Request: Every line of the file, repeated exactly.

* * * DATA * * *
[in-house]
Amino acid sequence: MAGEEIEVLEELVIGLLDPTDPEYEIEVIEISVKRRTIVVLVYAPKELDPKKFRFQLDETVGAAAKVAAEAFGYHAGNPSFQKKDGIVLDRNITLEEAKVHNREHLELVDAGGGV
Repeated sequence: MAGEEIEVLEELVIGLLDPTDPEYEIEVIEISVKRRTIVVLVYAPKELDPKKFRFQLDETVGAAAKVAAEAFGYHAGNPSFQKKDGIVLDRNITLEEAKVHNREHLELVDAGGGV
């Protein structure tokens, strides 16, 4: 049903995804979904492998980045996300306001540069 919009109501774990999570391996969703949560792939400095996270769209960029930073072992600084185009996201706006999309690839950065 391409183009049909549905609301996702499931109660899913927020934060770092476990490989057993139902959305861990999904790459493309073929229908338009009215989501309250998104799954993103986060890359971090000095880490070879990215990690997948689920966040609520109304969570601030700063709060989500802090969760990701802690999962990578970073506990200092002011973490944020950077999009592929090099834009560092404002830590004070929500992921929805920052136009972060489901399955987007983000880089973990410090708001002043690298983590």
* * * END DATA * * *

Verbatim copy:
[in-house]
Amino acid sequence: MAGEEIEVLEELVIGLLDPTDPEYEIEVIEISVKRRTIVVLVYAPKELDPKKFRFQLDETVGAAAKVAAEAFGYHAGNPSFQKKDGIVLDRNITLEEAKVHNREHLELVDAGGGV
Repeated sequence: MAGEEIEVLEELVIGLLDPTDPEYEIEVIEISVKRRTIVVLVYAPKELDPKKFRFQLDETVGAAAKVAAEAFGYHAGNPSFQKKDGIVLDRNITLEEAKVHNREHLELVDAGGGV
């Protein structure tokens, strides 16, 4: 049903995804979904492998980045996300306001540069 919009109501774990999570391996969703949560792939400095996270769209960029930073072992600084185009996201706006999309690839950065 391409183009049909549905609301996702499931109660899913927020934060770092476990490989057993139902959305861990999904790459493309073929229908338009009215989501309250998104799954993103986060890359971090000095880490070879990215990690997948689920966040609520109304969570601030700063709060989500802090969760990701802690999962990578970073506990200092002011973490944020950077999009592929090099834009560092404002830590004070929500992921929805920052136009972060489901399955987007983000880089973990410090708001002043690298983590």